Last week’s Fourthof July parade onMain Streetwas very cool. My hat’s offto theOceanParkAssociation (OPA). This is now one ofSanta Monica’s great community events. Except for one problem.

City Hall is raining on OPA’s parade when it charges $3 to park in the Civic Auditorium surface lot andCivicCenterstructure. Not countingvisitors, thousands ofresidents donate their time and effort to pull off a wholesome, fun event. Unfortunately, City Hall’s money-grabbing finance departmentleaves no good deed unpunished.

And, being that it was a holiday, you’d think there would be a human attendant at the Civic Center parking structure? Forgeddaboutit. Don’t expect city bureaucrats to do something for us for a change.

When ready to exit city parking garages, customers pay for parking at what looks like a vending machine usually located in an underlit area wellaway from thevehicle exit.

After the parade, I finally located theticket machine in adark and gloomycorner of the Civic structure. I looked forinstructions on how to pay — a processmade doubly difficult because I didn’t havereading glasses with me.

I may have put my credit card in the cash slot. I’m not to sure because it was all guess work. Nothing happened.I pushed “cancel.” Parkingticket and credit card popped out. I repeated the process. Nothing. I pushed “cancel” and the ticket spit out, but no credit card. I reinserted the ticket. Again, nothing. Nada.

Another customer approaches. I said, “I think it ate my credit card.” He asked if I pushed “cancel.” I said, “Yes.” He suggested pushing “cancel” again. I did and out popped the card.

I stepped asideand watchedas he ¬ìcashed out¬î without any problem. Now, at least I knew what slots to use. I reinserted my parking ticket. It was rejected as ¬ìunreadable.”Meanwhile, a previous customer pulled up in his car. ¬ìStill having problems,¬î he asked?

¬ìIt can¬ít read my ticket,¬î I replied. He suggested taking it to the lone attendant at the Civic Auditorium lot. I left thestructure, walked across the surface lot and I told the gentleman my tale of woe. ¬ìPay $3,¬î he says. ¬ìI¬íll give you a receipt. When you exit the structure, push the intercom button and tell the person answering that you have a receipt …¬î

I returned to my car, drove to the exit booth and followed his instructions. The gate lifted andI drove into freedom, at last.

It would have been a great morningwithout the parking hassles. ComedianLarry David had a similar experience in a city-owned Downtown garage a couplemonths ago. It made national news andSanta Monica’sgarages cemented their reputation for being unwieldy andunfriendly. Apparently, nothing’s changed.

L.A. Live’s parking garagesin downtownLos Angeleshave the same machines only with lights mounted over them and small signs with half-inch high printed instructions on them that say, “Insert ticket andcredit card here” and “Insert cash here,” etc.No reading glasses necessary. Plus, they also have garage attendants if you have a problem. Now, that’s the way it should be.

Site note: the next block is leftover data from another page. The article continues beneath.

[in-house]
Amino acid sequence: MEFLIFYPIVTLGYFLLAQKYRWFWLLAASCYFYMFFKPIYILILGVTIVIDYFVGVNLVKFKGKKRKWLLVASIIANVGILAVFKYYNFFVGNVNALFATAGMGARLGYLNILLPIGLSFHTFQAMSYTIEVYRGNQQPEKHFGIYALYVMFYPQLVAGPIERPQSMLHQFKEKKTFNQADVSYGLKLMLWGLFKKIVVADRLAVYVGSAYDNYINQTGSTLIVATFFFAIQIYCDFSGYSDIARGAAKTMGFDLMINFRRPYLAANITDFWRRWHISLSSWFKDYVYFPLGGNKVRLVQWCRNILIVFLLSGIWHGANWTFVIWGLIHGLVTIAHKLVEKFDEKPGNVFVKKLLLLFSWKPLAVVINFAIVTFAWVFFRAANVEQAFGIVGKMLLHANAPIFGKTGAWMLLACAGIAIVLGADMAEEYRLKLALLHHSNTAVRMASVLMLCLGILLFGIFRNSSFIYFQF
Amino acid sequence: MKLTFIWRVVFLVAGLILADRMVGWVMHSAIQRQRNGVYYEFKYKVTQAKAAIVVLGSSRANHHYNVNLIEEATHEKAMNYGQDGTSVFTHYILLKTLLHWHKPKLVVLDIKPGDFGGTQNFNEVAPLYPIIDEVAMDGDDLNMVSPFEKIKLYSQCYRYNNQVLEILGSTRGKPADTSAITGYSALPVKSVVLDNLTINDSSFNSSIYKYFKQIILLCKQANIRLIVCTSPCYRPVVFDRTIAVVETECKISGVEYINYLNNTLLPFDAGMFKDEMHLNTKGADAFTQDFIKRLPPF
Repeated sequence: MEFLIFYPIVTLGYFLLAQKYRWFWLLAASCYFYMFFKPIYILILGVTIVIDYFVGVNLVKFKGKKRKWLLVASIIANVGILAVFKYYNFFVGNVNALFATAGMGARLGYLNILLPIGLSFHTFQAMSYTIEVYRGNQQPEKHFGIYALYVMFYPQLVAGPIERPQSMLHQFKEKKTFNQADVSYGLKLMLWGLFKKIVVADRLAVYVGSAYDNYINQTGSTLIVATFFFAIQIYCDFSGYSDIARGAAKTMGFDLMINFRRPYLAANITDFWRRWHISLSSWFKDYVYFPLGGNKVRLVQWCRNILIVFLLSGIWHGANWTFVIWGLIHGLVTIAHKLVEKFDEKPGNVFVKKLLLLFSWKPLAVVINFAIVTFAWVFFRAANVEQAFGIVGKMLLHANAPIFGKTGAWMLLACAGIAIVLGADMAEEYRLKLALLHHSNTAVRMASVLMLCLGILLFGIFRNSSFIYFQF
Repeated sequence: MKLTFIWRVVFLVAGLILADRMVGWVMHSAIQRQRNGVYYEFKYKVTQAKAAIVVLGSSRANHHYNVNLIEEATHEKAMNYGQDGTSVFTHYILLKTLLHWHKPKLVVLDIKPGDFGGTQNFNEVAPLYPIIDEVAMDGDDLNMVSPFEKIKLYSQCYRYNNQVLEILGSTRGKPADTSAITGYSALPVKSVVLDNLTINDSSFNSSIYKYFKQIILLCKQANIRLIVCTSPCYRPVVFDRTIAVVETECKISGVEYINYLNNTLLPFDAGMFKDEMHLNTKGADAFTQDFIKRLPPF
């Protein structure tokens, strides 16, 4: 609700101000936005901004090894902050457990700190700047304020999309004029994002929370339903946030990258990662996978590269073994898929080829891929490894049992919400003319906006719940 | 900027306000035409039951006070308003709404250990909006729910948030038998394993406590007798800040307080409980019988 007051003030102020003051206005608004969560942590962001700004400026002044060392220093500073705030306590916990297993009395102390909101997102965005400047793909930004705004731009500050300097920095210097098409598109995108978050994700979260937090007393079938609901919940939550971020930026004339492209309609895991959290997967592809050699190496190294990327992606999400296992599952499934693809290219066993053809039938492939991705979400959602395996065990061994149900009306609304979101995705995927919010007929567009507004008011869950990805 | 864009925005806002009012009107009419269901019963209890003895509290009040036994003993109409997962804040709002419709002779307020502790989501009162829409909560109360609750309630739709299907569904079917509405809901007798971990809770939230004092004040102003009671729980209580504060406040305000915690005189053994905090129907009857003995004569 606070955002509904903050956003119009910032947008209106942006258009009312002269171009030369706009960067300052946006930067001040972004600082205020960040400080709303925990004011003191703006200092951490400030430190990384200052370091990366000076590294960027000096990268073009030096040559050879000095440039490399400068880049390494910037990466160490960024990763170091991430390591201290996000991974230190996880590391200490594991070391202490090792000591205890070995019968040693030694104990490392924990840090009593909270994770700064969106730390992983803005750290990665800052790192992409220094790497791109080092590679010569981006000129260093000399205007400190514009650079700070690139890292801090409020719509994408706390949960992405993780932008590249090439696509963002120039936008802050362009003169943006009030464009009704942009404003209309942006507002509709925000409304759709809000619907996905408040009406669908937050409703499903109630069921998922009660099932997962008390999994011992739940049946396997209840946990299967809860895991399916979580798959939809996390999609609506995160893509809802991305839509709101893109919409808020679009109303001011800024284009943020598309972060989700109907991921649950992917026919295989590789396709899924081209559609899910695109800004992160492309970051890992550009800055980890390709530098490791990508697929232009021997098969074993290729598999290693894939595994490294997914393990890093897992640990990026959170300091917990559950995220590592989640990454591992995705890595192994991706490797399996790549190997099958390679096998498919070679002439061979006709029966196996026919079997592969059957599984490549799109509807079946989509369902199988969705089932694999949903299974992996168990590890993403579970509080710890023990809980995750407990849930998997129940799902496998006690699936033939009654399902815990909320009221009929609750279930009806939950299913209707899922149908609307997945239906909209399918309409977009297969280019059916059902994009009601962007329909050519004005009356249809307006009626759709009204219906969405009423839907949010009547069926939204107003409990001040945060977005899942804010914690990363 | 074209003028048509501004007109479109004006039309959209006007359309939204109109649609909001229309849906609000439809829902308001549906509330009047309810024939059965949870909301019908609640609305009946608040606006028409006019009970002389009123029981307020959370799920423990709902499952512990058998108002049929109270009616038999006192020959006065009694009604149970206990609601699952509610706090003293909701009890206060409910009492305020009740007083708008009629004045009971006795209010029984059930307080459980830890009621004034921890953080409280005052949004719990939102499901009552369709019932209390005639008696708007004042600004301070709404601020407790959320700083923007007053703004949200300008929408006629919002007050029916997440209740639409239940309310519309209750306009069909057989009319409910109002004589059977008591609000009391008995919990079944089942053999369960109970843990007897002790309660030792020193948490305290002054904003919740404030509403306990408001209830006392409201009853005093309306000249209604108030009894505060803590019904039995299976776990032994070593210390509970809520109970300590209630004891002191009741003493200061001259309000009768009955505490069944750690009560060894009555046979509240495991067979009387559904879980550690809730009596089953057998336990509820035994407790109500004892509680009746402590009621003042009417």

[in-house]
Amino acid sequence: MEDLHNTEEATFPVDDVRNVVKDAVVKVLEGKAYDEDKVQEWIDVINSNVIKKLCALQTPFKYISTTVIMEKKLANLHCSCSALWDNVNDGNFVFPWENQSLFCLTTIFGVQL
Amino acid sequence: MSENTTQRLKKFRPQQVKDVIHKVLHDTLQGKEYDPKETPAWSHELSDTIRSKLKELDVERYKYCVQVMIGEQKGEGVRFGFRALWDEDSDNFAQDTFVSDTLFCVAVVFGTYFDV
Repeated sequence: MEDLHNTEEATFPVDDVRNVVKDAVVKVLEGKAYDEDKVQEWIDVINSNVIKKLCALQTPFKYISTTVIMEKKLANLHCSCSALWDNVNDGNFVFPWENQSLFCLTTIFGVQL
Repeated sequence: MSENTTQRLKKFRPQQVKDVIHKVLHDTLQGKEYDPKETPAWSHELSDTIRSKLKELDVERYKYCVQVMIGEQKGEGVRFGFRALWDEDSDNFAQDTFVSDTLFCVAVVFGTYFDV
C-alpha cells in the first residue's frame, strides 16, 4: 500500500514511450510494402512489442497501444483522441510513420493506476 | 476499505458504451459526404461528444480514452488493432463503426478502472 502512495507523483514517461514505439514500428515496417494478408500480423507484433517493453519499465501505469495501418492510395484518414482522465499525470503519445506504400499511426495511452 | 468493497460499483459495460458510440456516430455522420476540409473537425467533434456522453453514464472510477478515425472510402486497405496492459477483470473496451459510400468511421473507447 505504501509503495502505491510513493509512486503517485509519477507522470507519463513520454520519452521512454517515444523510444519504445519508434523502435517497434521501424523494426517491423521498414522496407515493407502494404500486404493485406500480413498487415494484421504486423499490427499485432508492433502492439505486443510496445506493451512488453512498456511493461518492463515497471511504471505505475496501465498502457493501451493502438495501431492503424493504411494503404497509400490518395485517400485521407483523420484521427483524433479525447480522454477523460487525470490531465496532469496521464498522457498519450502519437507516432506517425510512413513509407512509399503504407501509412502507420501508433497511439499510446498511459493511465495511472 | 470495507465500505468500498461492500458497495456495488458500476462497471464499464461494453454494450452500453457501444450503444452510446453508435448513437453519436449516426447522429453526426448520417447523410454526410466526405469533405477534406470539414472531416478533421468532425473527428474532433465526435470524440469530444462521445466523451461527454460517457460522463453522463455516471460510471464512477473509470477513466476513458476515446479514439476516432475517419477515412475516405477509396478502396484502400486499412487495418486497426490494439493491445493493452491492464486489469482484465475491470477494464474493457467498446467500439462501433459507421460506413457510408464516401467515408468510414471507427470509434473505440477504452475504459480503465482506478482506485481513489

Even worse wasSanta MonicaCollegecharging persons attending WoodlawnCemetery’s recent Memorial DayService$5 to park on a holiday when campus parkingis usually free. Unbelievable.

Had enough? City Council will probably dramatically increasemuch of the city’s parkingcosts tomorrow night including Santa Monica Pier and street meter parking rates. Two hours of free Downtown parking may vanish, too.

What about“community service?” A myth like the unicorns.

Less is not more

Letter writer Jeffrey Calman, (“Faster than you think” July 4, Pg 4)took issue with my columnthe previous weekabout aproposed apartment project with no on-site parking. Big mistake, I explained because, “personal vehicles are overwhelmingly preferredfor shopping and getting to and from work or school by 98 percent of the people inSanta Monica.”

Calman wrote thatthe target market for the apartments planned for 401 Broadway is the new generation of young people called ¬ìmillennials,”who are using personal vehicles to a lesser degree than other age groups. He cited a Reuters news article that claimed annual vehicle miles traveled by young people ages 16 -34, ¬ìdropped 23 percent from 2001 to 2009.¬î The implication was that ¬ìmillennial¬î or ¬ìGen Y¬î renters don¬ítneed parking as much. OK.

I’d still bet that 401 Broadway’s leasing agentswilltargetany demographic group willing to live in small, cramped, Downtown apartments withouton-site parking.Calman’s “millenials” are and will be a fraction of 401’s potential tenant universe.

Governing.compublished a 2010 US Census Bureau, American Community Survey study —“Means of transportation to work inmore than 400U.S.cities and towns,” (16-year-old and older,2000 to 2009).

Santa Monica, it reports,has 42,522 workers.76.1 percent commute to work by car, truck or van, 2.5 percent by public transportation, 8.3 percent walk, 2.3 percent bicycle, one percent use taxi or motorcycle and 9.9 percent work at home. By comparison,Los Angeleshas 1,706,116 workers, 77.1 percent commute by car, truck or van, 11.2 percent use public transportation, 3.6 percent walk to work, 0.9 percent bicycle, etc.

Apartment buildings without parking can’t compete withbuildings withparking especially when theirrents areequal. It’s why 401 Broadway is even less desirable and why “no parking” meanscompetitive disadvantage (or lower rents) and therefore, no construction financing.

Bill can bereached at mr.bilbau@gmail.com.

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